By Professor John Yoo
Suppose that the
To protect the
While the impulse behind the McCain amendment is worthy, it would not have prevented the abuses at
McCain's only real effect would be to limit the interrogation of al-Qaeda terrorists. They are not prisoners of war under Geneva, but a stateless network of religious extremists who do not obey the laws of war, who hide among peaceful populations, and who seek to launch surprise attacks on civilian targets. They have no armed forces to attack, no territory to defend, and no fear of killing themselves in their attacks.
Information is the primary weapon in this new conflict. Intelligence gathered from captured operatives may present the most effective means of stopping terrorist attacks. We should not deprive our military and intelligence agencies of the flexibility to prevent another attack, one perhaps using weapons of mass destruction, on an American city by a terrible and unprecedented enemy.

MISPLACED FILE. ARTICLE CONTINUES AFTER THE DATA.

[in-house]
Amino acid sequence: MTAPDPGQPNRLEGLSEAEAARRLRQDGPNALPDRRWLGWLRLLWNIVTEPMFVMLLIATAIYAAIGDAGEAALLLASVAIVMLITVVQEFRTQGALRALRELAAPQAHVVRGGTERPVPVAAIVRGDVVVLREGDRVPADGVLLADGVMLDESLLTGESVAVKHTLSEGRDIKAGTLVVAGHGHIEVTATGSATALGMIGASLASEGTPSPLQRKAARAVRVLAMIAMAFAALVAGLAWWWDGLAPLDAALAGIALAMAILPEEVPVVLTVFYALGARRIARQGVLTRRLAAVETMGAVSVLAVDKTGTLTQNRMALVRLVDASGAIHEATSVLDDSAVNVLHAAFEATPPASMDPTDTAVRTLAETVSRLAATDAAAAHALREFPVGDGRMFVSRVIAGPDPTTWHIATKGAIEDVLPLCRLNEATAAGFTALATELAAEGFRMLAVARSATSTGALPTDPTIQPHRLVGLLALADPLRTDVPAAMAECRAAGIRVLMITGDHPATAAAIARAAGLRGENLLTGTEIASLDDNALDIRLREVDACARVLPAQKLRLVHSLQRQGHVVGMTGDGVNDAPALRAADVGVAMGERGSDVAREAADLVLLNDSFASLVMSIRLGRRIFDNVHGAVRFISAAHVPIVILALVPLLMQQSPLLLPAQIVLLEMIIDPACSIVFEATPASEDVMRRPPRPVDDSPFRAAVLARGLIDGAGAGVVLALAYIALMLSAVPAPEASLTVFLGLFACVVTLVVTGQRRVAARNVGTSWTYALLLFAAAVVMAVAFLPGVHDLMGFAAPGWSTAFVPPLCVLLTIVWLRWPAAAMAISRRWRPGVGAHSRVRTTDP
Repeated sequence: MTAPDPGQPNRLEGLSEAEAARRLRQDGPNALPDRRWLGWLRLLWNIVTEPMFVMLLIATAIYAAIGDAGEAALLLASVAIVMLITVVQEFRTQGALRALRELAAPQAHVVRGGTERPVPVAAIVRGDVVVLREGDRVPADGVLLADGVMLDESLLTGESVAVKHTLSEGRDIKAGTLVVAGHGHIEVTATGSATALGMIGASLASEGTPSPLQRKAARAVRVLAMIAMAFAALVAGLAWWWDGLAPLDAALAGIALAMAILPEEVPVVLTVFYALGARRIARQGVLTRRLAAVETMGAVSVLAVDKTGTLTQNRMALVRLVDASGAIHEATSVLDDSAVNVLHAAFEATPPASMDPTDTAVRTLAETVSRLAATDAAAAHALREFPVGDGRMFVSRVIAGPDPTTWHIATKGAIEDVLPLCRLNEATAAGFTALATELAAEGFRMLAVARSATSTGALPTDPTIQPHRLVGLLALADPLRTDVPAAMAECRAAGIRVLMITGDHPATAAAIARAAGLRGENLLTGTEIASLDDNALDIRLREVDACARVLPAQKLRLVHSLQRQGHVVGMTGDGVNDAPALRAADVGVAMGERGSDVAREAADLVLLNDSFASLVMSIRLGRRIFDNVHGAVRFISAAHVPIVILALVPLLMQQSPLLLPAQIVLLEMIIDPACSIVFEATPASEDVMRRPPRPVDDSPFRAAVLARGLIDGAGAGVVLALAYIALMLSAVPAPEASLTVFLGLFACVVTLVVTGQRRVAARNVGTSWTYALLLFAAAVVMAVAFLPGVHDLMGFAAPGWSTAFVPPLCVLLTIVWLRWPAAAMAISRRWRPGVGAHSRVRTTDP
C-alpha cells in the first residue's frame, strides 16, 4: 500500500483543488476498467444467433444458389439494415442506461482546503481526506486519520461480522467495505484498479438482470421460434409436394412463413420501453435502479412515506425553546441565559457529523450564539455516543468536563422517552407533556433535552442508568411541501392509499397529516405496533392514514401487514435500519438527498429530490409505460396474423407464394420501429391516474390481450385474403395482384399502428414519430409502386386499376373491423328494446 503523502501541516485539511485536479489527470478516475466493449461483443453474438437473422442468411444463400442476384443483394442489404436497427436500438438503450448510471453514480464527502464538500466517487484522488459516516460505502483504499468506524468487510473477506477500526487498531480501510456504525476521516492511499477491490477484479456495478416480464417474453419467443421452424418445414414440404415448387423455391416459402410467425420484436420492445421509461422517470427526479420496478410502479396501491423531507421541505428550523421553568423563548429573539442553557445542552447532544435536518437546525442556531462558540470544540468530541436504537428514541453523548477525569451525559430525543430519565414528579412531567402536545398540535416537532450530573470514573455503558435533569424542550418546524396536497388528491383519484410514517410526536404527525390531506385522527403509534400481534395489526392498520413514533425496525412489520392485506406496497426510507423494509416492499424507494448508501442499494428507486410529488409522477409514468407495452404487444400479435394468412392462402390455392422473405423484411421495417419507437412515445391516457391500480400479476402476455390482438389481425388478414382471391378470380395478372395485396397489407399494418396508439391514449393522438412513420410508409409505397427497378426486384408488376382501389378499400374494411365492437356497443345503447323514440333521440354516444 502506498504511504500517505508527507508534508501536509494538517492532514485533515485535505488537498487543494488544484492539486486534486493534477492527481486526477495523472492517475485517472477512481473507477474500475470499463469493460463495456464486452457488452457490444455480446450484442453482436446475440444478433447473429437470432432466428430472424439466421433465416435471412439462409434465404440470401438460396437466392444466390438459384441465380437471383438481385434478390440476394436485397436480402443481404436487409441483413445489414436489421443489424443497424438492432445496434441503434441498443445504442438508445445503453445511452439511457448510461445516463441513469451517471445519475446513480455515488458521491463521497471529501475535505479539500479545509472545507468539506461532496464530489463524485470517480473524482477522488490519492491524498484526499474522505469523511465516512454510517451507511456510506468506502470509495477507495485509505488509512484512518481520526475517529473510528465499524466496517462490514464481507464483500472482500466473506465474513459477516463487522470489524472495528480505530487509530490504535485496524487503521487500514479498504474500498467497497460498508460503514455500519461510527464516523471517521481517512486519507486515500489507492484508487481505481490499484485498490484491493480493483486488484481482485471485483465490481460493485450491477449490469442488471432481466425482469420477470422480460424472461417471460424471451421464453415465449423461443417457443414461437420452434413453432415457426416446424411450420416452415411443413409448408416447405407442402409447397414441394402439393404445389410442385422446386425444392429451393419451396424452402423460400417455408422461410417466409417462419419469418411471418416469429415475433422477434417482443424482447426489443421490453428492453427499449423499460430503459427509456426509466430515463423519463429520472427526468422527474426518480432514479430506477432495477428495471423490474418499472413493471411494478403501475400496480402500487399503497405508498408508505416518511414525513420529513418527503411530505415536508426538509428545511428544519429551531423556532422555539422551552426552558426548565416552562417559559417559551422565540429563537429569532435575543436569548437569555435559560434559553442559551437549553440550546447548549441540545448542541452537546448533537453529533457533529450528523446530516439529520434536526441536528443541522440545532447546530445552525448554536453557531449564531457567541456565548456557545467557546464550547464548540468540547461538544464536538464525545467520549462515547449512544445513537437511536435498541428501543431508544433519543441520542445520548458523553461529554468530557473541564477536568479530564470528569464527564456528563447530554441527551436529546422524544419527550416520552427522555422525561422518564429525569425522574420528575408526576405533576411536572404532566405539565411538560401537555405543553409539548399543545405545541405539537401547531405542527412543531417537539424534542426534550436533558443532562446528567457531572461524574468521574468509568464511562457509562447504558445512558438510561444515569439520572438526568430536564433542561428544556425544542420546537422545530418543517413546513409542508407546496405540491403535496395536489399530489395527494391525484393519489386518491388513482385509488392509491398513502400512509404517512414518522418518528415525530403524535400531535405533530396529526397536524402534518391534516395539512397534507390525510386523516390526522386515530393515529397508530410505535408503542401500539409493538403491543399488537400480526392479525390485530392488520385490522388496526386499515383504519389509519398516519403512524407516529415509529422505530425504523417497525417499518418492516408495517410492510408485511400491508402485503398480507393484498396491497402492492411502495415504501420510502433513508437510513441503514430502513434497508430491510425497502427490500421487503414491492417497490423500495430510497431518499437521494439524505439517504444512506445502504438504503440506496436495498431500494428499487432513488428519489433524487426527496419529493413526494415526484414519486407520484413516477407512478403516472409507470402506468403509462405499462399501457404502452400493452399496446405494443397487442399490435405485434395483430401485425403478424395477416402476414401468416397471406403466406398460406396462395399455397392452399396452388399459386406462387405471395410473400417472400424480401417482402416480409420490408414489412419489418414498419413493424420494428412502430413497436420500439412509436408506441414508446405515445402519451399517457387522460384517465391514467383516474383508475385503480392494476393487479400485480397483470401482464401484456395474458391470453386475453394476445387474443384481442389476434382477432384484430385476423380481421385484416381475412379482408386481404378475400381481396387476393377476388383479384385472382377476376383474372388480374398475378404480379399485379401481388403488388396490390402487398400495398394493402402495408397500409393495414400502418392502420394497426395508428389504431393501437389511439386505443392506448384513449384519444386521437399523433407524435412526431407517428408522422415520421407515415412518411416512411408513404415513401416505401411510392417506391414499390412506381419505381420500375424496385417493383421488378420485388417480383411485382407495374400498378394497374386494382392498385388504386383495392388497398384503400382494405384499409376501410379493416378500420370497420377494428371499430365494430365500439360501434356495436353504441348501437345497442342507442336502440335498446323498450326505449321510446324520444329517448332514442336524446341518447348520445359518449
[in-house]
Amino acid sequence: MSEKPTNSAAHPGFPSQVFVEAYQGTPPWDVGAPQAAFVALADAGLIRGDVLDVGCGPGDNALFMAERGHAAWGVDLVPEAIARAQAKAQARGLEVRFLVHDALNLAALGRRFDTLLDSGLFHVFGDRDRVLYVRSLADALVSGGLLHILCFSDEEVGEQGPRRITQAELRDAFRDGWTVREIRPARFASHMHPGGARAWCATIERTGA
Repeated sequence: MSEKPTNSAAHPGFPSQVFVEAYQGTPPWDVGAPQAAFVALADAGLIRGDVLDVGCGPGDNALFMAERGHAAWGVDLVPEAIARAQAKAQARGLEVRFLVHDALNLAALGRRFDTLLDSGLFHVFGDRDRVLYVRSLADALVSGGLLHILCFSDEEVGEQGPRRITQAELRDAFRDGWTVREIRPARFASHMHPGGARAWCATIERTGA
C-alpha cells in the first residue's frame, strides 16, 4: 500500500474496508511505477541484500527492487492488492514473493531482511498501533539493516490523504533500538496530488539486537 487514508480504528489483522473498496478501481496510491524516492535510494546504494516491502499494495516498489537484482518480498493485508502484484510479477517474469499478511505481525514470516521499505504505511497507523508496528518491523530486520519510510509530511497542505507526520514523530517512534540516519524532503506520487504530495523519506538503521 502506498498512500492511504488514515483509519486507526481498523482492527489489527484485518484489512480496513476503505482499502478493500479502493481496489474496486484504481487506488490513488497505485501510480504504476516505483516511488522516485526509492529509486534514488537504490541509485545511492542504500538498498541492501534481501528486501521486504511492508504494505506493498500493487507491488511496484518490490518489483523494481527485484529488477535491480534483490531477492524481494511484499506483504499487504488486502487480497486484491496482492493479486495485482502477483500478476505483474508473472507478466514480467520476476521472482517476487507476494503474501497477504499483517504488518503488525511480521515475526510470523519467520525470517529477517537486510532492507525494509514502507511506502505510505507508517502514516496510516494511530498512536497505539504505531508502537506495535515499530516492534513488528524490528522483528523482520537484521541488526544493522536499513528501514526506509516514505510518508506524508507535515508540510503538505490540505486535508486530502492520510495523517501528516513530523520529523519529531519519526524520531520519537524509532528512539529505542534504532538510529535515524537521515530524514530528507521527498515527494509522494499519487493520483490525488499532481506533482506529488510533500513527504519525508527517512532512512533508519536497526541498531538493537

John Yoo, a law professor at the University of California, Berkeley, and a visiting scholar at the American Enterprise Institute, served in the Justice Department in 2001-03. He also is the author of Powers of War and Peace.
This item first appeared in the November 1, 2005 issue of USA Today.November 3, 2005